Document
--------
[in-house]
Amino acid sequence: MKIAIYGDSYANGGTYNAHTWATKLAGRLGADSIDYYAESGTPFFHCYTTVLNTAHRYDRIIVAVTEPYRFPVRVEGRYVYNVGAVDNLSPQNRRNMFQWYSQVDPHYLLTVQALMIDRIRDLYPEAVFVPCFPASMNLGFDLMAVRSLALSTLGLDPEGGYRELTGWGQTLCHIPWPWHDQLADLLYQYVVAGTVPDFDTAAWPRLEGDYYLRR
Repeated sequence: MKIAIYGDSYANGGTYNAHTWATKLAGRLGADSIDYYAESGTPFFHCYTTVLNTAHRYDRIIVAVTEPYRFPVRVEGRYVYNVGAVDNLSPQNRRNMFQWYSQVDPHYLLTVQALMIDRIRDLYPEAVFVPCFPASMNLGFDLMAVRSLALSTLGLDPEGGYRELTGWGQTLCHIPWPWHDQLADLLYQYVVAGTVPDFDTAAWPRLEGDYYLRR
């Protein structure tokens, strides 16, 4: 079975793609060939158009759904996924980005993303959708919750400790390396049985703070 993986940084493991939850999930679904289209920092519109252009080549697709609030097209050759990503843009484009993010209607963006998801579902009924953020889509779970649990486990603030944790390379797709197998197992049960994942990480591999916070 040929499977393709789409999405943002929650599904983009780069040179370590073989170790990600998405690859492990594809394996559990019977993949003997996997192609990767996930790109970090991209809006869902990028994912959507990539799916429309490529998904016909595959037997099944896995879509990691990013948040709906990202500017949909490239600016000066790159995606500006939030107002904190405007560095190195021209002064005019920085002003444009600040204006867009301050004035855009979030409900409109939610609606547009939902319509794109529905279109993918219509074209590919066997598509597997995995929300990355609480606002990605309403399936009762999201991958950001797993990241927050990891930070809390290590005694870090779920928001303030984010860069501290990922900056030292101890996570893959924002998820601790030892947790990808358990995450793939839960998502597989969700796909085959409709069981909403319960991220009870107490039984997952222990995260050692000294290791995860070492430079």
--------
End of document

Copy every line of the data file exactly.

[in-house]
Amino acid sequence: MKIAIYGDSYANGGTYNAHTWATKLAGRLGADSIDYYAESGTPFFHCYTTVLNTAHRYDRIIVAVTEPYRFPVRVEGRYVYNVGAVDNLSPQNRRNMFQWYSQVDPHYLLTVQALMIDRIRDLYPEAVFVPCFPASMNLGFDLMAVRSLALSTLGLDPEGGYRELTGWGQTLCHIPWPWHDQLADLLYQYVVAGTVPDFDTAAWPRLEGDYYLRR
Repeated sequence: MKIAIYGDSYANGGTYNAHTWATKLAGRLGADSIDYYAESGTPFFHCYTTVLNTAHRYDRIIVAVTEPYRFPVRVEGRYVYNVGAVDNLSPQNRRNMFQWYSQVDPHYLLTVQALMIDRIRDLYPEAVFVPCFPASMNLGFDLMAVRSLALSTLGLDPEGGYRELTGWGQTLCHIPWPWHDQLADLLYQYVVAGTVPDFDTAAWPRLEGDYYLRR
């Protein structure tokens, strides 16, 4: 079975793609060939158009759904996924980005993303959708919750400790390396049985703070 993986940084493991939850999930679904289209920092519109252009080549697709609030097209050759990503843009484009993010209607963006998801579902009924953020889509779970649990486990603030944790390379797709197998197992049960994942990480591999916070 040929499977393709789409999405943002929650599904983009780069040179370590073989170790990600998405690859492990594809394996559990019977993949003997996997192609990767996930790109970090991209809006869902990028994912959507990539799916429309490529998904016909595959037997099944896995879509990691990013948040709906990202500017949909490239600016000066790159995606500006939030107002904190405007560095190195021209002064005019920085002003444009600040204006867009301050004035855009979030409900409109939610609606547009939902319509794109529905279109993918219509074209590919066997598509597997995995929300990355609480606002990605309403399936009762999201991958950001797993990241927050990891930070809390290590005694870090779920928001303030984010860069501290990922900056030292101890996570893959924002998820601790030892947790990808358990995450793939839960998502597989969700796909085959409709069981909403319960991220009870107490039984997952222990995260050692000294290791995860070492430079």